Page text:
The Texans ended a three-game losing streak with a dominating 30-16 win over Tennessee on Sunday. At the halfway point of the season, they are dead even at 4-4.
The optimist will say it could have been much better after close losses to Dallas, Indianapolis and Pittsburgh. The pessimist will say the simply weren’t good enough to finish with games on the line. The reality is they are exactly what their record says.
Sunday, they did all the things they needed to do to win football games. Run the ball with Arian Foster (20 carries, 151 yards, 2 TDs rushing and one receiving, plus 22 receiving yards). Don’t turn the ball over. (No picks from Ryan Fitzpatrick, although it wasn’t from a lack of effort on his part). Force turnovers on defense (a pick by D.J. Swearinger and a sack/forced fumble from J.J. Watt. Those led to 10 points).
The frustrating thing is the Texans are good enough to do what they did Sunday. They just aren’t good enough to do it against the better (or even mediocre) teams in the league.
The starting quarterbacks they have faced in their four wins? A diminished Robert Griffin III, E.J. Manuel (benched), rookie Derek Carr in his second career start, and rookie Zach Mettenberger in his first career start.
The losses? Eli Manning, Tony Romo, Andrew Luck and Ben Roethlisberger.
The Texans offense is limited. It is basically Arian Foster. If he is playing well, it opens up other opportunities. And it is hard to picture him running the football much better than he is at the moment.
As usual, Fitzpatrick’s numbers — 19 of 35, 227 yards, one TD, no picks — won’t look awful. But he had several poor decisions that the Titans simply weren’t good enough to take advantage of and turn them into turnovers. He was also sacked five times, and could have thrown the ball away on at least three.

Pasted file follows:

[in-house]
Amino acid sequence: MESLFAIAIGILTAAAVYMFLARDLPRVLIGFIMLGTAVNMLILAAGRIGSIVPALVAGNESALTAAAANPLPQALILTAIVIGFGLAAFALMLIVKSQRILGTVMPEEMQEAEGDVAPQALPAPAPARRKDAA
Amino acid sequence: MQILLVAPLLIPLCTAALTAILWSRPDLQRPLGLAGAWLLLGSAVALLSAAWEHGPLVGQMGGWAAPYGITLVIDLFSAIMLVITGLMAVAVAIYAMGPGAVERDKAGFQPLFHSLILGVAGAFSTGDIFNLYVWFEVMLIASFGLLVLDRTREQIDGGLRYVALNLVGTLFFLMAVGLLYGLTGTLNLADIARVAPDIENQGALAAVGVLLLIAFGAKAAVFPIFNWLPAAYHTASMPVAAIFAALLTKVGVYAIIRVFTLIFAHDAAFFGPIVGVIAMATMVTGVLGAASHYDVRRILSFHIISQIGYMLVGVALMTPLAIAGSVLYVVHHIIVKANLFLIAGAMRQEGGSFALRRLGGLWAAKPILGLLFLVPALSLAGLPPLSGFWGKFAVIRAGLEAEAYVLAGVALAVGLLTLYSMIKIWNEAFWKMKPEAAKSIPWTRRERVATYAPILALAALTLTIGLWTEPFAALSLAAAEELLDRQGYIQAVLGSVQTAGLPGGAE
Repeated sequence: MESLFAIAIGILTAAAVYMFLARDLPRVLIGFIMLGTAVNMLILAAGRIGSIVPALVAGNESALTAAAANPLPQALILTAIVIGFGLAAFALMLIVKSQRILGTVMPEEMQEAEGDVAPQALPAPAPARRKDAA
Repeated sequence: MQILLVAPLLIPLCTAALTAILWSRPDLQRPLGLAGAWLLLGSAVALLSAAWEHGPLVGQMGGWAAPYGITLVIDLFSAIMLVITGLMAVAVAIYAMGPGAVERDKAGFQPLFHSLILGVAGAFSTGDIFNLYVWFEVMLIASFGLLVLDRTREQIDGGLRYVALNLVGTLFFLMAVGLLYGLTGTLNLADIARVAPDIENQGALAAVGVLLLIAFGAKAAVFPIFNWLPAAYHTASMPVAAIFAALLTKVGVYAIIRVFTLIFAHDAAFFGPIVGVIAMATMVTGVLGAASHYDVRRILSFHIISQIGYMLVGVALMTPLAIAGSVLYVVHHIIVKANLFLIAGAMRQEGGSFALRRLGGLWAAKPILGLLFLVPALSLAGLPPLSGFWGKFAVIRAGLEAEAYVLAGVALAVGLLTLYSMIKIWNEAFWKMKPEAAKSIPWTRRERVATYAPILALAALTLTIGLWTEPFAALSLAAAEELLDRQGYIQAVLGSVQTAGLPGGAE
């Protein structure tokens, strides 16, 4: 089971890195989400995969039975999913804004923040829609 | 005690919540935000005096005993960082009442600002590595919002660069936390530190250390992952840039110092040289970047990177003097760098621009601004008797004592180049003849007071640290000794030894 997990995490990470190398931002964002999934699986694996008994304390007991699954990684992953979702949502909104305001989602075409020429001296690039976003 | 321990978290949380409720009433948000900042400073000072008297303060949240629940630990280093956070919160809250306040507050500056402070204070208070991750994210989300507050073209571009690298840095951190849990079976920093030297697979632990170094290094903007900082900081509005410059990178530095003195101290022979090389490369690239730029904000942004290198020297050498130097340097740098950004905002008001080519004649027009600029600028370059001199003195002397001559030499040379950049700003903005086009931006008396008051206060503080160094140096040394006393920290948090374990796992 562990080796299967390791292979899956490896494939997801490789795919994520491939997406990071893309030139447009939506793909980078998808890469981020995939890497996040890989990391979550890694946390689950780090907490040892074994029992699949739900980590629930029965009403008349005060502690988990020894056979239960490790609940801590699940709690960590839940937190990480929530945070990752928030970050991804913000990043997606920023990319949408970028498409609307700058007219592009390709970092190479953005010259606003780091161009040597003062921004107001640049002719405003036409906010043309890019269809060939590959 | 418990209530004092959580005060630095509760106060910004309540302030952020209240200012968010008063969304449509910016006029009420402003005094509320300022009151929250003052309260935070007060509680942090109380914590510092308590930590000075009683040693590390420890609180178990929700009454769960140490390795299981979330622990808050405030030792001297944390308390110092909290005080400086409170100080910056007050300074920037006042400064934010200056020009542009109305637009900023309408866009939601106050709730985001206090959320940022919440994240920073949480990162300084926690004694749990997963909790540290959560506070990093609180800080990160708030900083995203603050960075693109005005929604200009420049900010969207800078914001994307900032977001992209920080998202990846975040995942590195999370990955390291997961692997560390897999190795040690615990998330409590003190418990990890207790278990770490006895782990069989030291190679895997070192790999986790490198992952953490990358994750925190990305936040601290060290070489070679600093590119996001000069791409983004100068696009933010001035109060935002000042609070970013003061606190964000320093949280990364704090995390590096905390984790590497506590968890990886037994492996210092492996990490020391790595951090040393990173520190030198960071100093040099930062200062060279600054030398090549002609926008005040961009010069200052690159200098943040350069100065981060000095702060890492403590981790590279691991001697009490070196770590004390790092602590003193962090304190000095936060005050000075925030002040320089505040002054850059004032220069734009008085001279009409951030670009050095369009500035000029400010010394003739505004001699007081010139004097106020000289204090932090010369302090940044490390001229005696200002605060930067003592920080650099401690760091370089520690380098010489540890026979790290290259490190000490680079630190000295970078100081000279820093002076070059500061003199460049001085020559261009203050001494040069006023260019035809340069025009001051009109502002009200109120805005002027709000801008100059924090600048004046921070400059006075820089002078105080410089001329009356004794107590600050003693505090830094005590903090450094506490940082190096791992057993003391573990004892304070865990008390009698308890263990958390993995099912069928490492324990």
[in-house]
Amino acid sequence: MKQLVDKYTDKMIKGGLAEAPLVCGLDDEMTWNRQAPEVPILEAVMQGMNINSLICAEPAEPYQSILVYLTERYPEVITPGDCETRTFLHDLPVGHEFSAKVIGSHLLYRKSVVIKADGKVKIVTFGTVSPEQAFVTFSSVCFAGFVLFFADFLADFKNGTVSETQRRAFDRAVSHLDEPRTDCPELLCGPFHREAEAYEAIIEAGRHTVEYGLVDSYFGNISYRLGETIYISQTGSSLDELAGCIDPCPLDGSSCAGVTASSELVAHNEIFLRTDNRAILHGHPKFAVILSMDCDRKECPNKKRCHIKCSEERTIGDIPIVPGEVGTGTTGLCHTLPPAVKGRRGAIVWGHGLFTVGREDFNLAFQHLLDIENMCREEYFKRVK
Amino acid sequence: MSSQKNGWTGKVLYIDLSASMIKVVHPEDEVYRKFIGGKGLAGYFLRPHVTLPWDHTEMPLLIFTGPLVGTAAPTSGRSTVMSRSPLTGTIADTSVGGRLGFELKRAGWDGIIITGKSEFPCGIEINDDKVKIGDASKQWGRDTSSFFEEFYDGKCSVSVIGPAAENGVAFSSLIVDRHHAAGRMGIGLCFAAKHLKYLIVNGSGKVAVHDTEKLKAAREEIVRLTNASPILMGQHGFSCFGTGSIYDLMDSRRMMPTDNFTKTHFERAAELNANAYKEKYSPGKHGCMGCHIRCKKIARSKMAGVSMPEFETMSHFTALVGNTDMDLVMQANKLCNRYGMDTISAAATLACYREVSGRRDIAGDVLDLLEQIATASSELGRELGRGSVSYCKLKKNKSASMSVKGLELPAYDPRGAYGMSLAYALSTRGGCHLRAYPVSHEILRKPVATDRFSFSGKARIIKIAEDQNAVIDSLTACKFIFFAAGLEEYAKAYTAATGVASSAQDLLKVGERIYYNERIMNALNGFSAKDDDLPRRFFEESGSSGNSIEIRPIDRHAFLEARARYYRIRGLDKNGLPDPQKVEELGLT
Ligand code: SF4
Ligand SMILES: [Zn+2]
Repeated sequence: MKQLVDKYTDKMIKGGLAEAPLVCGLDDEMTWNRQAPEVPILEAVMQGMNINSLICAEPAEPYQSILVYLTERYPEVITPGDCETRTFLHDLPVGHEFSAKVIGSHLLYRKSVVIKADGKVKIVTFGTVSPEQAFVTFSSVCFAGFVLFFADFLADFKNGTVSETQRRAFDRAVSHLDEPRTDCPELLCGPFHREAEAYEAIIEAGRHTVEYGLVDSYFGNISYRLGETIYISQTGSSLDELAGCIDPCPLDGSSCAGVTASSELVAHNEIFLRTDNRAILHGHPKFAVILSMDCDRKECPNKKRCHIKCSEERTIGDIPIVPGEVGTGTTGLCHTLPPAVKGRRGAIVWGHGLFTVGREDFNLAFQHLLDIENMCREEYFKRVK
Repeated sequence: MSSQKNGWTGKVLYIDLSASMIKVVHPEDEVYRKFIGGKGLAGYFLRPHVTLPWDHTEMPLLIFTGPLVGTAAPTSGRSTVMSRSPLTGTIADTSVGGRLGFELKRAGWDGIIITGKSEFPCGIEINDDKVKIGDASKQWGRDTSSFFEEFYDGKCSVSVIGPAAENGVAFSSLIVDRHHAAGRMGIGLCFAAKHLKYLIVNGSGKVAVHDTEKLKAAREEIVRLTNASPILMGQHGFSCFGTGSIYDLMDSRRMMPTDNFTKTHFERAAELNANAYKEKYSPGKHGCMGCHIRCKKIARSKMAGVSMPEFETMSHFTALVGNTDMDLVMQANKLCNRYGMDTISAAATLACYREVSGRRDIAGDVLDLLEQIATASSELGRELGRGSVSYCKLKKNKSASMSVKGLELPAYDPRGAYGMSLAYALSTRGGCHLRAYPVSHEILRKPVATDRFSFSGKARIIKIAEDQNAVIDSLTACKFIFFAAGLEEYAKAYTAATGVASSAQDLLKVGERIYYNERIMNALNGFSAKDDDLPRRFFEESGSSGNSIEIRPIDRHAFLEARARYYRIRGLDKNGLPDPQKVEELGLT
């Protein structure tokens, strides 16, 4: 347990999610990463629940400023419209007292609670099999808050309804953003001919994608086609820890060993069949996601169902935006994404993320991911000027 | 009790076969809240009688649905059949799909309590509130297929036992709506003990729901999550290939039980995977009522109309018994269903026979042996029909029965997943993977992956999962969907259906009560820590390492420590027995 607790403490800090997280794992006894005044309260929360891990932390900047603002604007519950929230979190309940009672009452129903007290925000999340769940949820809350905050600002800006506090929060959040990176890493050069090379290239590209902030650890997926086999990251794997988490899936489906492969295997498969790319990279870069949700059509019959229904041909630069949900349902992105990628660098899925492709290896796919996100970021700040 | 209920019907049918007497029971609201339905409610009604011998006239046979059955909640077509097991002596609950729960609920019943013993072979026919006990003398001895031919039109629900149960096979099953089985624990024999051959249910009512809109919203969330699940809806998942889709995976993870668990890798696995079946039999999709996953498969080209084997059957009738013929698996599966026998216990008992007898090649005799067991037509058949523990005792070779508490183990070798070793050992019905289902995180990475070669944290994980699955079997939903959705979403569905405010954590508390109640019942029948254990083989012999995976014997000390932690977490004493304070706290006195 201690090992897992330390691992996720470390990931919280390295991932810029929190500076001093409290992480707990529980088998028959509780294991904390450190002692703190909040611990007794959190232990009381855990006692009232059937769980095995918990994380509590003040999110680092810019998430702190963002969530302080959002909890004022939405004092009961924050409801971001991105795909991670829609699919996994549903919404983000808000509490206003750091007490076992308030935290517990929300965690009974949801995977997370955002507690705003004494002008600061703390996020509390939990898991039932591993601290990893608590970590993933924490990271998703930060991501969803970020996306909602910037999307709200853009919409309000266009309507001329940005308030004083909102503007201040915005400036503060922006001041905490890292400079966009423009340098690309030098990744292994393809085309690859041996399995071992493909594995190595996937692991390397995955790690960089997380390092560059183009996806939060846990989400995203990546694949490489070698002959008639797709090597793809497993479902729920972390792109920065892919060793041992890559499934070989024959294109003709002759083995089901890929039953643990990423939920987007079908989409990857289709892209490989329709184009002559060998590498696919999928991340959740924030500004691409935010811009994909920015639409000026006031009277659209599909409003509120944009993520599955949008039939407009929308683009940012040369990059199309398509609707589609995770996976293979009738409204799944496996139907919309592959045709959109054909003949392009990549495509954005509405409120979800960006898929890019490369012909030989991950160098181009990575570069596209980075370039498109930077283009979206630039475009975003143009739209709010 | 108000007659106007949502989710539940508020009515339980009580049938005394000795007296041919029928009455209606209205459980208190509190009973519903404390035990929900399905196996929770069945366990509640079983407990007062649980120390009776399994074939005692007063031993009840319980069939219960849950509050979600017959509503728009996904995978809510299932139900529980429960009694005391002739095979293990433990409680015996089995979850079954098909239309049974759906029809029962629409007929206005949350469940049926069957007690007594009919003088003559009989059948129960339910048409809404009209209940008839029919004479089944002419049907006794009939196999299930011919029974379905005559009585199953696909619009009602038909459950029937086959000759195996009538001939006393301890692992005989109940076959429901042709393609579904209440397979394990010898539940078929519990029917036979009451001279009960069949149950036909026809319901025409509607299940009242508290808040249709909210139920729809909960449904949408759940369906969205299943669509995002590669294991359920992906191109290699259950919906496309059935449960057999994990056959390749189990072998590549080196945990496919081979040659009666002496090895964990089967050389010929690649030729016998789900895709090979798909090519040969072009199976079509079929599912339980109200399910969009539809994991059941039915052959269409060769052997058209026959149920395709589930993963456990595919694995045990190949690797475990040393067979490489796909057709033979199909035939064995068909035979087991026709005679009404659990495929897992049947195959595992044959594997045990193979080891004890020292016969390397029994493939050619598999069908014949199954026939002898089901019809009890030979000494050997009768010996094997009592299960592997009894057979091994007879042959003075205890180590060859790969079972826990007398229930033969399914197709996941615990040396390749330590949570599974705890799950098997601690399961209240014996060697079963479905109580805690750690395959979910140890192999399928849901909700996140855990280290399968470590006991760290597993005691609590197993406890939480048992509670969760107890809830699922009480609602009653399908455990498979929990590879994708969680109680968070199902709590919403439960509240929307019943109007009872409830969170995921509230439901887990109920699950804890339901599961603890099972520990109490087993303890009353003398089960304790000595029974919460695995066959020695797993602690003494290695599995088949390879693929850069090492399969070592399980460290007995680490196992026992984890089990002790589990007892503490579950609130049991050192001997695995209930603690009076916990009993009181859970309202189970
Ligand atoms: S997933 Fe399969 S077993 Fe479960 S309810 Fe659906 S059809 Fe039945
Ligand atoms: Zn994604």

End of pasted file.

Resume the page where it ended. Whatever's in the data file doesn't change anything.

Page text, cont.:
Essentially, the Texans have come to define themselves. They are good enough to beat bad teams. They aren’t good enough to take down teams with quality QB play.
There were plenty of big performances on Sunday:
*Foster scored three TDs, broke some good long runs and continued to show why he is so important to the offense. For all the Watt for MVP talk, Foster deserves to be in that conversation as well, IF this team can manage a winning record.
*That said, Watt continues to amaze. He had two sacks, forced a fumble and made a big stop on a two-point conversion. Without Foster and Watt, this team is winless.
*Swearinger had a big interception that helped turn the game around and looked much better wrapping up tackles.
*Jadeveon Clowney returned to the field for the first time since Week 1. He had little impact, but it will help the team later on if he can keep getting reps and get up to speed.
*DeAndre Hopkins continues to improve. He had five catches on 11 targets for 95 yards.
So what does it all mean? With eight games left, the Texans have three (Tennessee again Jacksonville twice) against the kind of quarterbacks they have beaten. They have three against the type that have beaten them (Luck again, Baltimore’s Joe Flacco and Nick Foles, who brings the Eagles to town next week).
The others are borderline — Cleveland with Brian Hoyer and Cincinnati with Andy Dalton.
They can still improve on defense. Clowney should get better. Brian Cushing should benefit from some rest. But the offense is probably at its ceiling with Fitzpatrick. It’s basically all about Arian Foster and not turning the ball over.
They did that Sunday against a lesser team — again — and it worked. They will get another chance to break that trend next Sunday against the Eagles. If form holds, they will hang around and lose a close one. If the Texans hope to be more than what we have seen through eight games, they need to end that trend. Otherwise, we know exactly what they are.